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Guest post by David Leal, Market Analyst –

Like any other good, the value of a currency is determined by the forces of supply and demand. However, in currencies the supply of currencies is controlled by the central banks. They are the single most influential entity on a currencies value. So, it is obviously advantageous to any trader to be able to see through the eyes of a central bank.

The Federal Reserve controls the US dollar, giving it the most influence on the market. According to its mandate the Federal Reserve has two goals, to maintain price stability (i.e. low inflation) and to maintain sustainable output (i.e. low unemployment). However, their actions reveal that their primary goal is to prevent deflation of the dollar (a situation with a strengthening value of the dollar and increasingly high interest rates). Of course this is related to maintaining low inflation, but the difference is that high inflation is embraced, while any level of deflation is feared like the plague. Remember that deflation takes power away from a central bank, while inflation strengthens it.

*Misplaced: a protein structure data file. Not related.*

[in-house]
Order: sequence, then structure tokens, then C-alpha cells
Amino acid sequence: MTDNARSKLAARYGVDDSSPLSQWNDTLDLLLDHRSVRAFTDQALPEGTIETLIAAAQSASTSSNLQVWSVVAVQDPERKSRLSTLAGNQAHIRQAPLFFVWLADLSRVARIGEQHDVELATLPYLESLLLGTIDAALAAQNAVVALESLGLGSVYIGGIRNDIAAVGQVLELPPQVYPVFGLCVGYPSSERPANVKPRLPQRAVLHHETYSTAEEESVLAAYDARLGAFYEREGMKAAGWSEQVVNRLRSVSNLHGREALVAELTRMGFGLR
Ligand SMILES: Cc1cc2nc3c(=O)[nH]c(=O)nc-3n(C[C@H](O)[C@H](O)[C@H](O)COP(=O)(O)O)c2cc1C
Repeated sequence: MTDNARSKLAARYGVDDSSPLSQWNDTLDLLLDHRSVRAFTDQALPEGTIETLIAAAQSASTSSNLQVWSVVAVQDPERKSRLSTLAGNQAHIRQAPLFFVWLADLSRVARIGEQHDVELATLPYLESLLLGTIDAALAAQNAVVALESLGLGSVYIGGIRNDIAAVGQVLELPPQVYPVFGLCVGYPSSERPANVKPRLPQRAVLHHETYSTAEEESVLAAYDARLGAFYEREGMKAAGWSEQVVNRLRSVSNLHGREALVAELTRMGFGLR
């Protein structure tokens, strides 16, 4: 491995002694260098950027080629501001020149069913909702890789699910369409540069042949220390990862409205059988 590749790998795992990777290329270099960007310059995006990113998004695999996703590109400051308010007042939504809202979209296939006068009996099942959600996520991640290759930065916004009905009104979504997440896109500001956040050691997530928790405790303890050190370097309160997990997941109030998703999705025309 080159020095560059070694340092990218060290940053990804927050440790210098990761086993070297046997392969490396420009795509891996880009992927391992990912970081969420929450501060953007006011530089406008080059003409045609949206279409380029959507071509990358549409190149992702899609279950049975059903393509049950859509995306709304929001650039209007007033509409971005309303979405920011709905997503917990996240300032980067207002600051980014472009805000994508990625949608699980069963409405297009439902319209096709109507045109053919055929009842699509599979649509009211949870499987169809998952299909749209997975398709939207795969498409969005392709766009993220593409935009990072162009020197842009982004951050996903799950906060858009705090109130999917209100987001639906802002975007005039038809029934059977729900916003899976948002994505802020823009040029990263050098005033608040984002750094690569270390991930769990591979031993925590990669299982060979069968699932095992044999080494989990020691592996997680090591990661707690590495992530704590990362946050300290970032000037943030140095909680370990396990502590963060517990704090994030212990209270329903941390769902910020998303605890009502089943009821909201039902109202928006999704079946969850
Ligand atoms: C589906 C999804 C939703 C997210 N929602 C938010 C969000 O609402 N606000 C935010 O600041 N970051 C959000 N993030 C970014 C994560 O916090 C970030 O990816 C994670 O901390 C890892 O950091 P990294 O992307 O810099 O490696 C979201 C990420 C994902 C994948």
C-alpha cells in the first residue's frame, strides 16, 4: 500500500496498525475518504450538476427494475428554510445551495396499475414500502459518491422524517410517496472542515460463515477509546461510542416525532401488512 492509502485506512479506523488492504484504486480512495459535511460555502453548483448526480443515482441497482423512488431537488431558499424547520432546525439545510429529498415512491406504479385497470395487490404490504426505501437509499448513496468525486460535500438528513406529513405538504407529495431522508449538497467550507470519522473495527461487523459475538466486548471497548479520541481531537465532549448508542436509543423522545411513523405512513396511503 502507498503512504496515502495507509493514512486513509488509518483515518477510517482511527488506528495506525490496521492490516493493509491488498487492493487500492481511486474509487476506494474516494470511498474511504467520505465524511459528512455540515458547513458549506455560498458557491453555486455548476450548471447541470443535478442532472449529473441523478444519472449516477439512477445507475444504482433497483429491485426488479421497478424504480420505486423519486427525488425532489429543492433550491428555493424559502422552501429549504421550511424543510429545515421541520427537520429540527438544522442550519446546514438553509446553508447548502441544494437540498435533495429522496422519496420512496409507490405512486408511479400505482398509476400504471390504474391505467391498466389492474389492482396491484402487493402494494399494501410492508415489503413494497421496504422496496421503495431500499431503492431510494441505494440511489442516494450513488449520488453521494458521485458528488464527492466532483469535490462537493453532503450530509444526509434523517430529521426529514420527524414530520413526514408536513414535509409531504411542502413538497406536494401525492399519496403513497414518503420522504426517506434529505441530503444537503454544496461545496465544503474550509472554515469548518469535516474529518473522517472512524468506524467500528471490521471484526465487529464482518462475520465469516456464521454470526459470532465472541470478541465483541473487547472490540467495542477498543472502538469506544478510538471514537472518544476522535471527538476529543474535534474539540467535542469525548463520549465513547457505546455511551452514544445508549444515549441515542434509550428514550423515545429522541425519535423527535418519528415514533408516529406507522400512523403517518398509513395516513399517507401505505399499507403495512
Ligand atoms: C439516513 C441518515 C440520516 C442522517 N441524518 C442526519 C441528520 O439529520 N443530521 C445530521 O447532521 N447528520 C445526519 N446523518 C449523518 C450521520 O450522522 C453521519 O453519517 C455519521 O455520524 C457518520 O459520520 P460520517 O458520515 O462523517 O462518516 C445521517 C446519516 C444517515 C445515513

This is why the Federal Reserve prefers the dollar to lose value (there is also the fact that a weakening currency is beneficial for borrowers, i.e. the government, but that’s a topic for another day).This includes the dollar’s value against other currencies. But this poses a problem, other central banks want to devalue their currency as well, and due to the nature of the foreign exchange market, a loss in value of a currency is necessarily a gain in value for another currency. This puts the central banks at odds with each other.

When the world is relatively calm and in a sort of equilibrium, the Federal Reserve has the upper hand. When they do the dollar slowly devalues (except of course for the yen, since everyone borrows yen). But, when things begin to look bad and the demand for currencies begins to have a larger impact reducing the effectiveness of controlling the supply of a currency. This is what the situation has been in the last two years.

So here we stand today, the dust slowly clearing from the mess, and the Fed once again beginning to gain a firm grasp on its dollar manipulation. But it does not have that control yet. The situation in Greece put a huge dent in the Fed’s progress, and potential new problems still stand in the way (Australian housing bubble anyone?). The timing on interest rate hikes is unclear, but one thing is certain, the Fed will not be raising them until there is little risk of the dollar gaining value as a result.
So, put yourself in the shoes of the Federal Reserve and ask yourself what you would do to debase the value of the currency you oversee.

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